Dive log

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This is the cover of CMAS dive log book.

A dive log is used by an underwater diver to record the details of their dives. The log may either be in a book, software, or web based. The log serves purposes both related to safety and personal records. Information in a log may contain such things as date, time and location, the profile of the dive, equipment used, air usage, above and below water conditions, including temperature, current, wind and waves, general comments, verification of buddy instructor or supervisor.

In case of a diving accident, it can provide valuable data regarding diver's previous experience, as well as the other factors that might have led to the accident itself. [1]

Recreational divers are generally advised to keep a logbook as a record, while professional divers may be legally obliged to maintain a logbook which is up to date and complete in its records. The professional diver's logbook is a legal document and may be important for getting employment. The required content and formatting of the professional diver's logbook is generally specified by the registration authority, but may also be specified by an industry association such as the International Marine Contractors Association (IMCA).

Contents of the logbook[edit]

Typical sections in a recreational diver's log book would be the following:

  • Header - Contains basic information about the date, time and location of the dive.
  • Profile - Records sufficient detail to show the profile of the dive.
  • Equipment - Shows what the diver was wearing and what dive gear was used during the dive.
  • Conditions - Allows the diver to record what the environment was like (both above and below water).
  • Comments - Used for any general information not covered in other sections.
  • Verification - used to record the signature and certification details of the buddy / instructor that was with the diver during the dive.

A commercial diver's logbook may be considered a legal document, and may contain more information, both about the diver, and about each dive recorded. It is generally verified by the diving supervisor for each diving operation.[2][3][4] It may include the following sections:[2][4]

  1. Personal details of the diver
  2. Medical certificates of fitness to dive and notes
  3. Qualifications and certificates
  4. Training record
  5. Competence assessment record
  6. Record of dives
  7. Medical records illness or injury
  8. Cumulative diving experience

The record of each dive may contain:[2][4]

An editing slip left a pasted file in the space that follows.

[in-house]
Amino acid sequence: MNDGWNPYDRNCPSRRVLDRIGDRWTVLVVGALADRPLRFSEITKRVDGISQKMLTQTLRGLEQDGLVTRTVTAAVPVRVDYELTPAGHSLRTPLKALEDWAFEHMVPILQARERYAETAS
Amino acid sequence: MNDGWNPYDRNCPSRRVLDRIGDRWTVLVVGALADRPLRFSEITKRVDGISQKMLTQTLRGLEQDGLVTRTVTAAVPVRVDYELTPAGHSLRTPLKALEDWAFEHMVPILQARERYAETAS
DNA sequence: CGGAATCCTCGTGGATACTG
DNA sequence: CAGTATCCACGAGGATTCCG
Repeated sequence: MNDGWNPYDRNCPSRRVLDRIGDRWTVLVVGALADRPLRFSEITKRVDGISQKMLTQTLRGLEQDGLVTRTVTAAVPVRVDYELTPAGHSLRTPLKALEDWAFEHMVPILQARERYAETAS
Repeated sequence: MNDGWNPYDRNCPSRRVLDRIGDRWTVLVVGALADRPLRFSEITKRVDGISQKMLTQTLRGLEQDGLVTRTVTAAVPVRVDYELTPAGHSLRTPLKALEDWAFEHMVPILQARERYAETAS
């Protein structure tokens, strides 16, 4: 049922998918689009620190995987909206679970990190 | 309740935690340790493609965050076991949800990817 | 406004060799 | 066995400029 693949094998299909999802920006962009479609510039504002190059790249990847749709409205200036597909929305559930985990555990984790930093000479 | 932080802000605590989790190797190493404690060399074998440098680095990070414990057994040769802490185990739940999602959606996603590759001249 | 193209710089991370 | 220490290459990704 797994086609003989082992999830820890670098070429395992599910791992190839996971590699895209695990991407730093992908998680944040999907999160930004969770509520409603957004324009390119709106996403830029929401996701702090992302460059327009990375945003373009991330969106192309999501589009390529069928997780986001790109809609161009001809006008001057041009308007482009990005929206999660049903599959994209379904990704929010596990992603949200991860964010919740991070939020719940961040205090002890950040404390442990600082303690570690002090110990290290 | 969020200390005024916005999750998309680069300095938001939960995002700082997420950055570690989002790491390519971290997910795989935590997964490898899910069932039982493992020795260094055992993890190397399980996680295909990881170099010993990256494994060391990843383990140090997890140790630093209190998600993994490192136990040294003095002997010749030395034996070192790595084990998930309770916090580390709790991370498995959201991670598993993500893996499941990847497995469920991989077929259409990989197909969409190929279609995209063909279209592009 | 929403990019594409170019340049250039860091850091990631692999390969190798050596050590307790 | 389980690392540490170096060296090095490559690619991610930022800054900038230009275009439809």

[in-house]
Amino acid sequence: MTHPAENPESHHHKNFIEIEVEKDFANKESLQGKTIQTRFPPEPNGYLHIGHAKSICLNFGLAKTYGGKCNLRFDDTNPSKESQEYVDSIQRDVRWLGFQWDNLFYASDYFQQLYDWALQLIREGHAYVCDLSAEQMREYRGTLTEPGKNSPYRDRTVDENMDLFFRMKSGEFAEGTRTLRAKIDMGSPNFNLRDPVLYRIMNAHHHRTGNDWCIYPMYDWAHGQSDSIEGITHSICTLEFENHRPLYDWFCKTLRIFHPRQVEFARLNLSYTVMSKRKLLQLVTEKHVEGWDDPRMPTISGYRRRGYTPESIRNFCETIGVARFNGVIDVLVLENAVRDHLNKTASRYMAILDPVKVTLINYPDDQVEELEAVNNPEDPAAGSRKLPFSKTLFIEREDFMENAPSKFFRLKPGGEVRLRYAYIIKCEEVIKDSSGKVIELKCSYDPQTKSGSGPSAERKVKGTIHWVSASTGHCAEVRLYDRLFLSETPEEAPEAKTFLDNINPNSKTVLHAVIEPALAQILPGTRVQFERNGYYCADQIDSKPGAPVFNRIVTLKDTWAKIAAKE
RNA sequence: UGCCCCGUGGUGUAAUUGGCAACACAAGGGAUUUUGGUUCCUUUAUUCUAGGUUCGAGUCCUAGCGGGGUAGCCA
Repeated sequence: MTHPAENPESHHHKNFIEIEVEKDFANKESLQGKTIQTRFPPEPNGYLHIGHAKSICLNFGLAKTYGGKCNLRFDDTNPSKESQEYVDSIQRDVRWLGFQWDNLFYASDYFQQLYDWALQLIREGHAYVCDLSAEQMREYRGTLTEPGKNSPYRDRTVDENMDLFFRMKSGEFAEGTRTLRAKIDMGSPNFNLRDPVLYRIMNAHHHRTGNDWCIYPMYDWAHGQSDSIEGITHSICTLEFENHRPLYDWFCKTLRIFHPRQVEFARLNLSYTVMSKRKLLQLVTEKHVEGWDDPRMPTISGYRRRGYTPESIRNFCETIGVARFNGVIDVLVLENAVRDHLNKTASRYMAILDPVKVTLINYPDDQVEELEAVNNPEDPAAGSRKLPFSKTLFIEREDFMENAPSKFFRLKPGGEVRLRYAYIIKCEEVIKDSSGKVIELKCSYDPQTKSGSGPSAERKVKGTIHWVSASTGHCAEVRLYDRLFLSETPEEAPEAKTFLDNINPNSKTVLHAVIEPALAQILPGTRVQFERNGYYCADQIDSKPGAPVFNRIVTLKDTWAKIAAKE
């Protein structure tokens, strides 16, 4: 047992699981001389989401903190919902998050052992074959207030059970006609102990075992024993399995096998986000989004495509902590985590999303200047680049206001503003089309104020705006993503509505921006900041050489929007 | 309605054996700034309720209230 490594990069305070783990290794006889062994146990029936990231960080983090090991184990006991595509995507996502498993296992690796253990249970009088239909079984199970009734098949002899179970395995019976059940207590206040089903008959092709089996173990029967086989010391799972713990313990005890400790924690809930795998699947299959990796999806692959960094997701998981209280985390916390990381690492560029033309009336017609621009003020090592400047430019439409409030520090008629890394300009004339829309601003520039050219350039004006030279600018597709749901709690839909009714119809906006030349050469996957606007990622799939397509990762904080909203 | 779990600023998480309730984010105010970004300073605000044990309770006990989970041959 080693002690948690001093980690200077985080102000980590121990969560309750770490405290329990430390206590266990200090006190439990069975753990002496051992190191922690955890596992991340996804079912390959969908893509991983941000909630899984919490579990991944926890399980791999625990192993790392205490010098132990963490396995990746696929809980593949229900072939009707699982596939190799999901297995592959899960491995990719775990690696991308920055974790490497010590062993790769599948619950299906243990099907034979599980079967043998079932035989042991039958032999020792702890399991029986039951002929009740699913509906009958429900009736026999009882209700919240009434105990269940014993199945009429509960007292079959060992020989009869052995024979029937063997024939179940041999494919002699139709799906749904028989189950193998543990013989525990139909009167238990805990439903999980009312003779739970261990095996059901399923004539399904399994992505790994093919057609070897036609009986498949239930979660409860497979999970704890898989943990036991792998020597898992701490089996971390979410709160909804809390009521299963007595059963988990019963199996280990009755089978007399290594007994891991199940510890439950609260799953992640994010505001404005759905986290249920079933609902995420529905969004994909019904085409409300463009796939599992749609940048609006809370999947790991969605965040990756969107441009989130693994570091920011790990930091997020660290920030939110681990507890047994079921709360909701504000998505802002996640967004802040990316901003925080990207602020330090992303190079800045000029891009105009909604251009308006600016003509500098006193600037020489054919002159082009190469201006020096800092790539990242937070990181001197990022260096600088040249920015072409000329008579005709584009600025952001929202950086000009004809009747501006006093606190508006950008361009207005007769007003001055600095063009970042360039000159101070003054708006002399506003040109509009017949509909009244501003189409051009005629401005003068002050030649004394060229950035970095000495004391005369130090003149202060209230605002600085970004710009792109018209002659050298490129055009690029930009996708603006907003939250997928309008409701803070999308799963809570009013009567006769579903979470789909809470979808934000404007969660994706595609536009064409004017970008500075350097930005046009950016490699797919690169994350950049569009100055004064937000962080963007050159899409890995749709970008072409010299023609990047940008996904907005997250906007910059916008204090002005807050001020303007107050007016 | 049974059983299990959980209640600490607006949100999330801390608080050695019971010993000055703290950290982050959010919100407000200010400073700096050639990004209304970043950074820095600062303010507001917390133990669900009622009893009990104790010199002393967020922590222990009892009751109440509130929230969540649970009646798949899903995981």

1. Date of the dive
  2. Signature of the diver
  3. Name and address of the diving contractor
  4. Dive location
  5. Vessel or installation from which the dive is done
  6. Type of dive (Surface oriented or saturation)
    • For bell bounce or surface dives:
      • Maximum depth of the dive
      • Time left surface or started pressurisation
      • Bottom time
      • Time that decompression was completed
      • Details of any surface decompression, including surface interval and time in the chamber
      • Accumulated bottom time
      • Accumulated total time under pressure
    • For saturation dives:
      • Storage depth
      • Maximum depth of dive
      • Bell lock-off time
      • Time that diver left bell
      • Time that diver returned to bell
      • Lock-out duration
      • Bell lock-on time
      • Accumulated number of lock-outs
      • Accumulated total time under pressure
  7. Details of work done and equipment used:
    • Breathing apparatus used
    • Breathing mixture used
    • Work description, equipment and tools used
  8. Name of decompression schedules used
  9. Notes regarding any decompression incident or other illness or injury
  10. Any other relevant comments
  11. Name and signature of the diving supervisor for the dive
  12. Diving contractor's official company stamp

Dive log software[edit]

Usually diving computer manufactures have their own software to view and analyze diving logs, but there are also open source versions. Subsurface is free open source dive log software started by Linus Torvalds, which is compatible with several makes of downloadable diving computer.[5]

Sources[edit]

  1. ^ http://www.rescuediver.org/med/diveact.htm
  2. ^ a b c Diving Regulations 2009 of the South African Occupational Health and Safety Act, 1993. Government notice R41, Government Gazette #32907 of 29 January 2010, Government Printer, Pretoria
  3. ^ Statutory Instruments 1997 No. 2776, HEALTH AND SAFETY, The Diving at Work Regulations 1997. http://www.legislation.gov.uk/uksi/1997/2776/introduction/made
  4. ^ a b c Staff. "Professional diver's logbook". Retrieved 31 October 2016. For completion in line with IMCA C 003 – Guidance on competence assurance & assessment - diving division, this logbook allows the user to record information on medical certificates/notes, qualifications/ certifications, training, competence, record of dives, record of medical illness and cumulative diving experience. 
  5. ^ https://github.com/torvalds/subsurface

External links[edit]